The Nature Writers of Texas

The best nature writing from the newspaper, magazine, blog and book authors of the Lone Star State . . .

Sunday, July 29, 2007

Male Hummingbirds Are Early Migrants
by Ro Wauer

It seems impossible that some of the southbound fall migrant birds are already arriving in south Texas. Only a few short weeks ago we were watching the hordes of northbound migrants that were passing through our area en route to their nesting grounds to the north. And now, barely four to six weeks later, some of those same birds are heading south to their wintering grounds in Mexico and Central America. Although the majority of the neotropical migrants are still feeding young far to the north, a few, such as several of the male hummingbirds and a number of shorebirds, are already back in Texas.

It has been said, and truthfully so, that male hummingbirds are little more than brightly colored "promiscuous rakes." They have little or no home life. In spring they migrate north to ancestral breeding grounds where they establish territories, which they may defend against other hummers to their death, performing fascinating aerial displays to attract the ladies, mating whenever the opportunity occurs, and heading south as soon as all the available females are on a nest.

It is the female hummingbird that selects the nest site, builds the nest, incubates the two or three eggs, and feeds the nestlings. Male hummers are long gone halfway through the nesting season. They search out lush mountain meadows with lots of wildflowers, where they usually remain until late summer or fall. Sometimes male hummers passing through South Texas will find suitable conditions to keep them in one place for a few weeks or, rarely, into fall and even all winter.

Shorebirds share similar behavior. Many of the shorebirds that we observed along the South Texas coastline in March and April continued northward to northern Canada or Alaska. Although some shorebirds are like hummingbirds, with males departing their breeding grounds soon after mating, others are caring parents. But the great number of shorebirds that utilize the northern tundra to nest experience a short summer and extremely long days that permit a faster nesting cycle. Many nestlings are feed twenty hours a day, and many of the young are precocial (capable of a high degree of independent activity from birth): they follow their parents about, feeding on the abundant tundra insects within hours of hatching.

The long days and abundant food leads to a very swift completion of their nesting cycle. So the coastal wetlands in Texas, like a narrow part of a North American hourglass, experience great numbers of southbound shorebirds by mid-summer. And wherever masses of shorebirds are found, raptors are not far behind.

Of the hundreds of post-nesting birds that can be found in South Texas in late July and early August, my personal favorite is the rufous hummingbird. Its arrival somehow represents a very distinct change in the characters that utilize our yards. The summer resident ruby-throated, black-chinned, and the larger buff-bellied hummingbirds are less territorial and aggressive. Only the much larger buff-bellied hummer dominates a male rufous hummer. But it is the rufous hummingbird that controls the choice patches of flowers and a favorite feeder that were earlier utilized by the resident ruby-throat and black-chinned hummingbirds. Even in September, when the yard can be filled with 50 to 100 southbound ruby-throated hummers, the one or two rufous hummers that have managed to stay are dominant. Rufous males are pugnacious characters with a personality all of their own!

Sunday, July 22, 2007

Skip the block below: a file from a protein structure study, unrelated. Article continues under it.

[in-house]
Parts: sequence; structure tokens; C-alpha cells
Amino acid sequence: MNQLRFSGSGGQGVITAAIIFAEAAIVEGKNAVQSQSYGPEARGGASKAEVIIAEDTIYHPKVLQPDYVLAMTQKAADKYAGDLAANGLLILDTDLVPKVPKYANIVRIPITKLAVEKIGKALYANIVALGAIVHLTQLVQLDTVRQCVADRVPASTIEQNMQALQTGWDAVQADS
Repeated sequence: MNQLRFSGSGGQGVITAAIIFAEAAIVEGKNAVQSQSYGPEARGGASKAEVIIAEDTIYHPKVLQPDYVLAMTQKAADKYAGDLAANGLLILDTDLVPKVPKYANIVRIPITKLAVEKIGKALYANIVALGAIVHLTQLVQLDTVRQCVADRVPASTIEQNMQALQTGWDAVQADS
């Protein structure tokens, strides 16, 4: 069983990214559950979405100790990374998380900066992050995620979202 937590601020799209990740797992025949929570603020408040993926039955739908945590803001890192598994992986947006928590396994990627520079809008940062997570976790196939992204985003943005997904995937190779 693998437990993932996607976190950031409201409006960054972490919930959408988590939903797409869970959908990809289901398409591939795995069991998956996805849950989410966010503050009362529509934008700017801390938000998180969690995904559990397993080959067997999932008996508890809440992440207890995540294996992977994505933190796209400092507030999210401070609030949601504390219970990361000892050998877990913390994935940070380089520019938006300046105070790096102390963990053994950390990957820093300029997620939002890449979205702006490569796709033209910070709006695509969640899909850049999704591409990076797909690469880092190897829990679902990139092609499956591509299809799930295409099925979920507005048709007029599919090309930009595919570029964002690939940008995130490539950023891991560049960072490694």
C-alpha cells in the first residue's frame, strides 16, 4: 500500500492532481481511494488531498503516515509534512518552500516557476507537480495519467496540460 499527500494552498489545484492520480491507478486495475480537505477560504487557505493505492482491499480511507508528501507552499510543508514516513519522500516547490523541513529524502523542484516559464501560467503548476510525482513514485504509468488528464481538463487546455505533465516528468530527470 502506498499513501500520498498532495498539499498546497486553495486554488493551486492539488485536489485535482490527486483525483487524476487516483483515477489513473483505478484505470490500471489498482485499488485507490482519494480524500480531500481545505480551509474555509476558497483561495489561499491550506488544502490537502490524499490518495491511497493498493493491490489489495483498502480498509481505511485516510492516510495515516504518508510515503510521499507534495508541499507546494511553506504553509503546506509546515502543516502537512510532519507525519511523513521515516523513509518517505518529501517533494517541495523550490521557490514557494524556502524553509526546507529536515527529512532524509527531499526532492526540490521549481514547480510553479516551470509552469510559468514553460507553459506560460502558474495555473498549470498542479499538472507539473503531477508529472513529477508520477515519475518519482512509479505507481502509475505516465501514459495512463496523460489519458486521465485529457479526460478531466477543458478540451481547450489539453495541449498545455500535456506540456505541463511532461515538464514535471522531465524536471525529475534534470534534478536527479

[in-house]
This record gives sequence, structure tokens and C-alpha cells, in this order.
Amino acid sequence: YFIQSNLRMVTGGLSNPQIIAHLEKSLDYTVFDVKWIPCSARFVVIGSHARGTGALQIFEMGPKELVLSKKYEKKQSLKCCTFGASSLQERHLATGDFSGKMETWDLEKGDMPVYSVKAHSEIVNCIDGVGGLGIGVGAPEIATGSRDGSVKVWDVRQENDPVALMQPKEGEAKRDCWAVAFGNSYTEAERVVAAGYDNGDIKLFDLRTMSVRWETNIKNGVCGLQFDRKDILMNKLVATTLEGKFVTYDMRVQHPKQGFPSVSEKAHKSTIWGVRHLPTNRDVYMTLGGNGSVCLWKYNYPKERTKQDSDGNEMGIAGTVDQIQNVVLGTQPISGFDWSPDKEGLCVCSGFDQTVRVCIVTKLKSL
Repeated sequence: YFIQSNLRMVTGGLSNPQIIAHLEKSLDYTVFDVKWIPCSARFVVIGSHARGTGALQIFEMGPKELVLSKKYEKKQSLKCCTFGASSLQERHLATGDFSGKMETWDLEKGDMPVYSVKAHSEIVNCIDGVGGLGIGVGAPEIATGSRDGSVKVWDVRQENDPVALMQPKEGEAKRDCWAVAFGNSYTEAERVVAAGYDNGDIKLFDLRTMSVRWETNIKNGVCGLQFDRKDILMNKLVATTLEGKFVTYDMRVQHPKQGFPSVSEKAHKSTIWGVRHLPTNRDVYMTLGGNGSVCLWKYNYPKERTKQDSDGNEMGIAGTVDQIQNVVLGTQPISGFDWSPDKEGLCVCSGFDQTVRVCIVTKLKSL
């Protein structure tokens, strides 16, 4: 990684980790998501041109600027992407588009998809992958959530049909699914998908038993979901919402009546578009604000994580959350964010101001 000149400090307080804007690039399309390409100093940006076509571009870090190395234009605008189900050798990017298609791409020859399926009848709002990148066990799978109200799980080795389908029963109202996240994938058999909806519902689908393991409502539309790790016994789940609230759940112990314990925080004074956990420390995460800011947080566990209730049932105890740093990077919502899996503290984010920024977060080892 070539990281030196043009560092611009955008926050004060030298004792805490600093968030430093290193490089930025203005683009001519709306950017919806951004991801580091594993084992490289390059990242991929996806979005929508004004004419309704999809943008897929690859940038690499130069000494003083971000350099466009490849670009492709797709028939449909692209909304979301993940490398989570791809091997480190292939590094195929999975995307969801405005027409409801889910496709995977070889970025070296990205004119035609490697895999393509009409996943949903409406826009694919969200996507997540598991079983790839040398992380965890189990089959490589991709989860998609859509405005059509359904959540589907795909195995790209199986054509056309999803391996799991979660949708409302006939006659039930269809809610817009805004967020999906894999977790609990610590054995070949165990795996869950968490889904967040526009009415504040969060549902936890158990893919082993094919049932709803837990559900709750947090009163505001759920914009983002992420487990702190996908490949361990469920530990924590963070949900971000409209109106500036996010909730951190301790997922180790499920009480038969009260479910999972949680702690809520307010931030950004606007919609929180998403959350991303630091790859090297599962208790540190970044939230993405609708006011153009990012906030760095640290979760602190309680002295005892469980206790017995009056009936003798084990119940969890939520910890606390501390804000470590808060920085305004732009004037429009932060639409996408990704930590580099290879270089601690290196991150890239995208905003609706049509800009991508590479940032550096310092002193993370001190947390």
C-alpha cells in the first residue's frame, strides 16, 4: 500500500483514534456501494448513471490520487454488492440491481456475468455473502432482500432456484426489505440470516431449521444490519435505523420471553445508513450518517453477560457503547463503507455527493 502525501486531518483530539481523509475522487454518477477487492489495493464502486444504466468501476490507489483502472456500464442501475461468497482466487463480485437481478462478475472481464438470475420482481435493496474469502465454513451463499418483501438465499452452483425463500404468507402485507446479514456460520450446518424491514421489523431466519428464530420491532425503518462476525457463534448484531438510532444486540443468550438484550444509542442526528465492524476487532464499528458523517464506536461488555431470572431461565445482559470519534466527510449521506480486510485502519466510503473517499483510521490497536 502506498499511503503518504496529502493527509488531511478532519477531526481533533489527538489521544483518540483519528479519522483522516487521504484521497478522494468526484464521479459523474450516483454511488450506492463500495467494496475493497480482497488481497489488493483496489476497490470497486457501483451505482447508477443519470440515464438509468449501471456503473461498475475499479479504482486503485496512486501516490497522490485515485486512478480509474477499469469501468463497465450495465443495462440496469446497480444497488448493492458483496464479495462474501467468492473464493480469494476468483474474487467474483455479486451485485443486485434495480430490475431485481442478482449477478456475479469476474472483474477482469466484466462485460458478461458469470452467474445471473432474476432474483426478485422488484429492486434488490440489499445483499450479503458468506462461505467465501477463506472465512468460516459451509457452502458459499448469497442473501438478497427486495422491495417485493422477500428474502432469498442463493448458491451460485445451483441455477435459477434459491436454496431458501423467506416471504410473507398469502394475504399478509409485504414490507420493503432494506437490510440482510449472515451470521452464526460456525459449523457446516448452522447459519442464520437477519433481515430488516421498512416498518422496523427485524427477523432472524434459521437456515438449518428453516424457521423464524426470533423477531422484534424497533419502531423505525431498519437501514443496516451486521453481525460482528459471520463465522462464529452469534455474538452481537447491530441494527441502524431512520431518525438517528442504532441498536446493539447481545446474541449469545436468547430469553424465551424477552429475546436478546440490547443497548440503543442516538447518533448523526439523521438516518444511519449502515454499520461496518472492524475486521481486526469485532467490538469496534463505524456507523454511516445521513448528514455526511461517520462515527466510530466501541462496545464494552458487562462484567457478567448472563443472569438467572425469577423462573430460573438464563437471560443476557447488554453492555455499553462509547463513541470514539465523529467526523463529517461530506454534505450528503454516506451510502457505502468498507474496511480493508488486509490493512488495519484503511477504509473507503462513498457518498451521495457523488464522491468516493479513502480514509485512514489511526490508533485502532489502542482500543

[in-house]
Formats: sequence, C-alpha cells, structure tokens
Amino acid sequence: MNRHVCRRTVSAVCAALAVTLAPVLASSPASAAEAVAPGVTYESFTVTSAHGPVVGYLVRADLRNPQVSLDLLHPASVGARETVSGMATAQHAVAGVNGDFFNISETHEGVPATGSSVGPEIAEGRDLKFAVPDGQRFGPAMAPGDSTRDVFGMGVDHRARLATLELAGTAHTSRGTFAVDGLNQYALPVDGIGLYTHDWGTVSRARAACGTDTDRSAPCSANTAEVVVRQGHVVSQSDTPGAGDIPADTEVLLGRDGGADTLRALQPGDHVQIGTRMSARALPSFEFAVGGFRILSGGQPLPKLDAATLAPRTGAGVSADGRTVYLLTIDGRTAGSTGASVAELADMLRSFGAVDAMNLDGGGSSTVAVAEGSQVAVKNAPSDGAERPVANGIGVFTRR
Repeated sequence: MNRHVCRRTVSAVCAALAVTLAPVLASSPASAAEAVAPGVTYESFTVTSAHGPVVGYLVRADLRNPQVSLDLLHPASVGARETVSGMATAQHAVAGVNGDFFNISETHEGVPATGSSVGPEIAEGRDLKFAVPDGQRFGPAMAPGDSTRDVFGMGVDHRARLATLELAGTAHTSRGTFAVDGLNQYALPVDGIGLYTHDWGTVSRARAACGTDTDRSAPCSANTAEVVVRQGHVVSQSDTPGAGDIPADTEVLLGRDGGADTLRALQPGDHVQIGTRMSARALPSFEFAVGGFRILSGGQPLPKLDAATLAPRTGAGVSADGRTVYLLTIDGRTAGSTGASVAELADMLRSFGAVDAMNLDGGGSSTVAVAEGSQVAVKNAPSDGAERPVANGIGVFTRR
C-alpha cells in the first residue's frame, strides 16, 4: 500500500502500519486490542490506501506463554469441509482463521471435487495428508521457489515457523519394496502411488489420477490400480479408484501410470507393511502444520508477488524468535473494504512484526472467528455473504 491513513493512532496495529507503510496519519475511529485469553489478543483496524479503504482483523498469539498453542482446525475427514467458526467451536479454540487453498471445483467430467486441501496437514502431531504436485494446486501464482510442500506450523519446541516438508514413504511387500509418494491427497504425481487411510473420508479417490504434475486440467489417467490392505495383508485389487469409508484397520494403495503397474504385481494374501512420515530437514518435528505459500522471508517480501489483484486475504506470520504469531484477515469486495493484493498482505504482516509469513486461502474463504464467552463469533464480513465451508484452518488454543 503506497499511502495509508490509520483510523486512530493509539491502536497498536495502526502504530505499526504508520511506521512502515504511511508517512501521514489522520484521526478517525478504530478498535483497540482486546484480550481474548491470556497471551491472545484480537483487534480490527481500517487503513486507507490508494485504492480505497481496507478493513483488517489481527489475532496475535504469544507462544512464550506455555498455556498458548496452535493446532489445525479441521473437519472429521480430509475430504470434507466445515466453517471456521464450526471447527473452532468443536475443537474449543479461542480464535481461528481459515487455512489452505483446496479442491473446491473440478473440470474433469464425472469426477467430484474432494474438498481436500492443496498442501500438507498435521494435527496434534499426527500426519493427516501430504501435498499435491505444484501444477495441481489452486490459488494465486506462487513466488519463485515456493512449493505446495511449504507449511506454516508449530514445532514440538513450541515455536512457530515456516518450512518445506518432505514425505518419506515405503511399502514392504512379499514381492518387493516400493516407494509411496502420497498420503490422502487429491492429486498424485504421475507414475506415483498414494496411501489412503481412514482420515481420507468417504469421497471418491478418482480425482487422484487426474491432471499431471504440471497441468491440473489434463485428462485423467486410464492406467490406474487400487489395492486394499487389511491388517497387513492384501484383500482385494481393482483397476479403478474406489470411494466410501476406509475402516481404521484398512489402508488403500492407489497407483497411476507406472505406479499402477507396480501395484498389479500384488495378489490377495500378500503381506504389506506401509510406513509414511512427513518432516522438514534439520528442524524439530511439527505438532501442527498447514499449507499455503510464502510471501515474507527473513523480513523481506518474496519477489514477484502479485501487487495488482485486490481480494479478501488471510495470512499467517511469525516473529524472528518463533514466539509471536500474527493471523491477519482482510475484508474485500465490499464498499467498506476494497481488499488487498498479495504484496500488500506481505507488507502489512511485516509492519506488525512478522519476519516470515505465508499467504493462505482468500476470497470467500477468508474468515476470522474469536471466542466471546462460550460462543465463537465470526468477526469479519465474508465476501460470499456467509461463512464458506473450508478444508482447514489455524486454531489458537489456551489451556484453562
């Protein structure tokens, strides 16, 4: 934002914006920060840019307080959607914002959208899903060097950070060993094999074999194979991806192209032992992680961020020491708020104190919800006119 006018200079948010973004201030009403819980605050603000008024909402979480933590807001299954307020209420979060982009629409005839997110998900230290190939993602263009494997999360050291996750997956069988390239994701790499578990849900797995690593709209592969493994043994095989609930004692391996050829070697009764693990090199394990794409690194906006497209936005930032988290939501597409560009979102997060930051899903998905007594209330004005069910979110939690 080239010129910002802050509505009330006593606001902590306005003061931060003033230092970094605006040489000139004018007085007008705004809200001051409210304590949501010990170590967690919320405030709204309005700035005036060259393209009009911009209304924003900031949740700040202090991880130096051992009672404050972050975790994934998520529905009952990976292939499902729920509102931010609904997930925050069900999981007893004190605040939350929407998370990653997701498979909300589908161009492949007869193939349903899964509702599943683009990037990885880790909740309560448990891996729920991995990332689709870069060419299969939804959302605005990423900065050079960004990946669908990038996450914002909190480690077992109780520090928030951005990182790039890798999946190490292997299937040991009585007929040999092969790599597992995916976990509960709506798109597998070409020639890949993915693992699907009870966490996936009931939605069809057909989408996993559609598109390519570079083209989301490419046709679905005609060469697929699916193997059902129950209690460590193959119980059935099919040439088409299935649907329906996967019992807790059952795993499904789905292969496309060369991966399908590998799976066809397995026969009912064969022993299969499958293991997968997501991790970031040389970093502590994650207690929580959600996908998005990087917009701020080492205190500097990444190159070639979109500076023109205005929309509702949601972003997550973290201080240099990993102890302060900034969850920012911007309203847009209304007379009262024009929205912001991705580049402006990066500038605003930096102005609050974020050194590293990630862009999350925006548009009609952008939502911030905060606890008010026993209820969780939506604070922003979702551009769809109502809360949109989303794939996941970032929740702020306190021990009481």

Dragonflies Eat Mosquitoes by Ro Wauer

With all of our wet weather of late, we are certain to experience a greater than normal mosquito population. These little annoying insects breed in every conceivable place with standing water, and spraying/fogging of various insecticides can only keep the mosquito numbers at a reasonably low number. Also important for reducing mosquitoes are various natural predators, especially dragonflies that also increase during similar weather conditions. These dragons are voracious predators on many kinds of flying insects that they chase down in flight. Mosquitoes, ants, flies and midges all are utilized.

Two years ago we (Betty and I, along with son Brent and two Austin friends) constructed a "dragonfly pond" in our back yard. It was built more as a way to study and photograph dragonflies and damselflies than as a way to control mosquitoes. In fact, it is necessary to place "mosquito dunks" in the pond monthly to keep mosquitoes from taking advantage of that potential breeding place; it seems to have worked very well. Within only a few days after pond completion, two dragonfly species - roseate skimmer and blue dasher - put in their appearance. And by summer, a dozen additional dragonfly species began frequenting the pond and surroundings: eastern pondhawk; common green darner; variegated meadowhawk; black saddlebags; band-winged dragonlet; banded pennant; twelve-spotted, golden-winged, neon, and widow skimmers; wandering glider; and common whitetail. I managed to get photos of each.

Dragonflies, or course, are cold-blooded insects, but they are some of the earliest insects to put in an appearance during the morning hours, even before butterflies. They fly here and there over the yard, gobbling up various flying insects. But once the day warms up a little many perch around wetland areas, including my dragonfly pond. There they perch on the six sticks that I have placed around the pond for that purpose. At this writing, each stick is in use by two blue dashers, two roseate skimmers, a neon skimmer, and a band-winged dragonlet. And adjacent sticks are also in use. Our dragonfly population is at a peak.

Dragonflies often are misunderstood, and occasionally are even feared. Although some people fear all insects, as well as other critters they do not understand, dragonflies seem to be especially frightening. Maybe it is because of their large size, swift flight, and huge eyes. But actually dragonflies are fascinating insects that cannot cause people any harm at all. They do not sting and they eat lots of mosquitoes and other bothersome flies. They also are fascinating because of their amazing flights up to 60 miles per hour and ability to fly straight upward, sideways, glide, or hover. Amazing aerobatics! They beat their wings more than 30 times a second.

Dragonflies are closely related to damselflies, two insect groups within the order of odonates, of which there are approximately 5000 species worldwide and 435 in North America. The two groups are easy to separate: damselflies usually perch with their four wings pressed over their backs, while dragonflies perch with their four wings held straight out to the sides. All odonates utilize a three-part life cycle, including eggs, larva, also called naiad or nymph, and adult. Males are territorial, usually flying or perching at the edge or over water or other moist places. Their average lifespan is two to four weeks. They eventually mate with a passing female that lays her eggs in the water, on emergent plants, or in bottom sediments. Thus their relationship to my dragonfly pond, a natural attractant.